The Making of a Miracle

After 40 Years, Olympic Memory Remains Fresh In The Mind Of Mike Eruzione

With the score tied and about 11 minutes left in the game, Dave Christian, the forward converted to D, picked up the puck behind our net, moved to the left and passed up the wing to Buzzy Schneider.

At that point, Buzzy had been on the ice for 36 seconds, not that long. It would not have been crazy for him to carry the puck into the Soviet zone and try to make a play, and maybe score. A lot of players do that when the game is on the line: they stay on the ice, they want the puck, they want to make a play, make something happen, win the game. But if you trust your teammates, if you believe in one another, you don't really care who scores a goal. You just care about doing the right things so that your team scores the winning goal.

Buzzy skated across the red line, slapped the puck at the Soviet goalie, Vladimir Myshkin. John Harrington and Mark Pavelich stayed out and charged into the Soviet zone. But Buzzy raised his stick and turned to our bench. He cut his shift short to get fresh legs onto the ice. It was the smart play. And it was lucky for me.

I hopped over the boards to replace Buzz. The puck rebounded from Myshkin to the left boards. A Soviet defenseman went to retrieve it, but Harrington, who had just talked about working hard in the locker room, went hard on the forecheck. He slammed into the Russian, scrapping, not willing to let him have the puck. The puck squirted up the boards, where Pav raced after it. He slipped but managed to tip the puck. It was heading to the middle of the ice.

Just as I crossed the blue line.

I gathered the puck and turned toward the net, putting the puck on my forehand. I was in the high slot. I had a Soviet defenseman between me and Myshkin. Out of the corner of my eye, I saw both Harrington and Billy Baker crashing toward the net. The options came to me in a split second. If the defenseman came to me, I was going pass to Billy or John. If the defenseman stayed, I'd use him as a screen to block the goalie's view.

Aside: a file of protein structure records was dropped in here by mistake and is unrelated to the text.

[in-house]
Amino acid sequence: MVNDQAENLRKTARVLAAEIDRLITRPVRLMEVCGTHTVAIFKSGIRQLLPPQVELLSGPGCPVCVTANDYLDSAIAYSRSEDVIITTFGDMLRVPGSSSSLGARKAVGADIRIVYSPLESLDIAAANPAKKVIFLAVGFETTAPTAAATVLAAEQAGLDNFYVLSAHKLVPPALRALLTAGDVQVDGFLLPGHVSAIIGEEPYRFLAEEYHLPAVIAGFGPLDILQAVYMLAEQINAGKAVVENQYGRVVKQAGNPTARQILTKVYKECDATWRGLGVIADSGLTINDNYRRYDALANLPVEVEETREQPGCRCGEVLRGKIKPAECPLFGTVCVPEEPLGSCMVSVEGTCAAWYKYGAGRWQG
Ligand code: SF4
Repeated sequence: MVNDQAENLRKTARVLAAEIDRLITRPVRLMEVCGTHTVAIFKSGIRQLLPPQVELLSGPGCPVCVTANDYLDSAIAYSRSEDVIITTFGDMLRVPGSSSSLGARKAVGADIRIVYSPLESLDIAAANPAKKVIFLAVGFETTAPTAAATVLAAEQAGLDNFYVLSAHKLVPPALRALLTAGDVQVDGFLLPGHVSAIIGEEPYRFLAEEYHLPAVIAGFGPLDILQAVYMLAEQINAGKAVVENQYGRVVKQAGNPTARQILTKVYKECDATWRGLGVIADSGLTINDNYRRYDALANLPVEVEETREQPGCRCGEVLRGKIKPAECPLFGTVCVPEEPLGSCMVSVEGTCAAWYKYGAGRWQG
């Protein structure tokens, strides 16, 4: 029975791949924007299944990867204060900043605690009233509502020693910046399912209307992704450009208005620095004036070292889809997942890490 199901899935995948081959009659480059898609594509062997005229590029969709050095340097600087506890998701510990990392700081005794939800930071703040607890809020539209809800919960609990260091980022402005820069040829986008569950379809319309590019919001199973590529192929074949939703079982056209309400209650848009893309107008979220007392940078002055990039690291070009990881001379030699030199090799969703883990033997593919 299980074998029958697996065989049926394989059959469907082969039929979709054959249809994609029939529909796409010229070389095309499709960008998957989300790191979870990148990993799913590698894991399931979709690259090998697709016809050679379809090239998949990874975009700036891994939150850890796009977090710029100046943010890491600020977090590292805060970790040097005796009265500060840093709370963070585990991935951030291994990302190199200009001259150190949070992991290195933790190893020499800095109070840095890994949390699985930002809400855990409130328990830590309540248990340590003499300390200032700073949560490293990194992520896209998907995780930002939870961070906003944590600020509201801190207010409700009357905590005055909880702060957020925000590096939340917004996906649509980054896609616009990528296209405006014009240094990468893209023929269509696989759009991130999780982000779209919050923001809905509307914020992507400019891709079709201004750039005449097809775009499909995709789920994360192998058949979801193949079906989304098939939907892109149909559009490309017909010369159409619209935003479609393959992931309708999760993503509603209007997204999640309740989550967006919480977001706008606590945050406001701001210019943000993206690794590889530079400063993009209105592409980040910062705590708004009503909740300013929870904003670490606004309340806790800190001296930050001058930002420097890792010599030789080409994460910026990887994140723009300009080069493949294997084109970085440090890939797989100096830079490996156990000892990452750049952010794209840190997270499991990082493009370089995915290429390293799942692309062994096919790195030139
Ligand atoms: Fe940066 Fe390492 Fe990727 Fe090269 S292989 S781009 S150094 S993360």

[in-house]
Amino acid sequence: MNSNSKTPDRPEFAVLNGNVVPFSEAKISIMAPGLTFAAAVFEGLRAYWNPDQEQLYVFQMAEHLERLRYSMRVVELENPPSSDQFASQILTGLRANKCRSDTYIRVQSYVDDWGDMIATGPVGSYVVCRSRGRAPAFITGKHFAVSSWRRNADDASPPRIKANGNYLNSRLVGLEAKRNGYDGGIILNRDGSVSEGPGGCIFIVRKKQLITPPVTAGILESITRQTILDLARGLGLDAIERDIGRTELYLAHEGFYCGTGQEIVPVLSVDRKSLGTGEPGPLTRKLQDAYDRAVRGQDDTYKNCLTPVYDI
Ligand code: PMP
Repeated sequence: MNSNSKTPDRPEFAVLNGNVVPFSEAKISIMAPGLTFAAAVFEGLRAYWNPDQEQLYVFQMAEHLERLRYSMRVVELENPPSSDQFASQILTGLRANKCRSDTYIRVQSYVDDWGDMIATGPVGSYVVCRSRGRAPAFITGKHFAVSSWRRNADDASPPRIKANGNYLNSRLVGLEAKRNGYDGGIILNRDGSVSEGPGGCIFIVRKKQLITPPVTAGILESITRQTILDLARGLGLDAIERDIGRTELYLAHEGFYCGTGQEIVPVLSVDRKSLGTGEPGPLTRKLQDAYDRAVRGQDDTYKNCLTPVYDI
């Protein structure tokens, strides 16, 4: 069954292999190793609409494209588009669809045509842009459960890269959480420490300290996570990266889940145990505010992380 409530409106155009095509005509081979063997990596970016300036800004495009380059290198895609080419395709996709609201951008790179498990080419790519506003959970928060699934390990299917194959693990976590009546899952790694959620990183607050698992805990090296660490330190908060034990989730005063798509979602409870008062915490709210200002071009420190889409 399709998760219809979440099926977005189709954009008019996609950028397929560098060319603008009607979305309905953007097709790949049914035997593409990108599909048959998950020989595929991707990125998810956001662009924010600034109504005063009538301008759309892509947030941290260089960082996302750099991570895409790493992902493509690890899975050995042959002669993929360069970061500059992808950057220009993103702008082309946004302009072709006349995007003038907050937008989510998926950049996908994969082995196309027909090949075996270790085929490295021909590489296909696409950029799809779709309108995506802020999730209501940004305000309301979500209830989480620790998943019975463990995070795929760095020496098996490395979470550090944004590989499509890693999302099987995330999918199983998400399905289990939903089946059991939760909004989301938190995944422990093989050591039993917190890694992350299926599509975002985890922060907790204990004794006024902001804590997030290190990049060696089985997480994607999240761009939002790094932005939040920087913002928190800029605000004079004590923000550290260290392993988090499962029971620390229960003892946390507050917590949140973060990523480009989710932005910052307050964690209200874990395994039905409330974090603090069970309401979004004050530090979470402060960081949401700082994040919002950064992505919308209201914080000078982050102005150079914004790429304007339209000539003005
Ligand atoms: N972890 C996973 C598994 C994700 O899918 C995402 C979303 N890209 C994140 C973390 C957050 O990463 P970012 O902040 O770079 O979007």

The defenseman dropped to his knees to block the shot. I had a screen. I had an opportunity to make a play.

Moving to my right, I pulled the puck a bit and fired it back the other way.

Toward the left post.

"Just get it on net," I said as I followed through on the shot.

I lost the puck. I couldn't see it. What I saw was the net. The back of the net suddenly bulged out, punched back by something. It took a moment to realize it. But then I saw the fans behind the goal leaping up out of their seats, hands in the air, and I knew.

The roar was deafening. My legs took over, and I just started running on my skates, high-stepping in the corner like some crazy drum major at a halftime show. In the stands, Jeep-that was my father-leaped out of his seat, his glasses went flying. "Oh, my God! That's it!" he shouted. My mother jumped up, and the two of them started kissing each other and hugging. They turned and hugged my cousin, Tony, and my high school football coach, Bob DeFelice, and everybody else who was within reach, fans they didn't even know.

Baker and Harrington got to me first. Then Pav and Dave Christian. It was so loud, I couldn't hear anything, the screaming and cheering at jet-plane decibels.

The first thought I had was "I have to get out of this corner fast or I'll be mobbed and trampled." Coming at me from the bench was a wave of white jerseys. The first bodies to arrive pinned me against the boards, the second group jumped into the red, white and blue mob. My old BU teammate Jack O'Callahan threw his arm around my neck, put me in a headlock. The rest were slapping me in the head and grabbing my jersey and each other.

*    *    *

By the time there was only 1:29 to play, the crowd was going insane, on their feet, cheering as loud as ever. "USA! USA! USA!" No one was sitting. Mark Johnson's line replaced us. Again, they lined up against the same guys: Petrov, Mikhailov, and Kharlamov. Herb held one finger up in the air to remind Mark, Dave, and Robby to send only one forward into the Soviet zone on the forecheck. The other two should stay back. Be smart. Be defensive.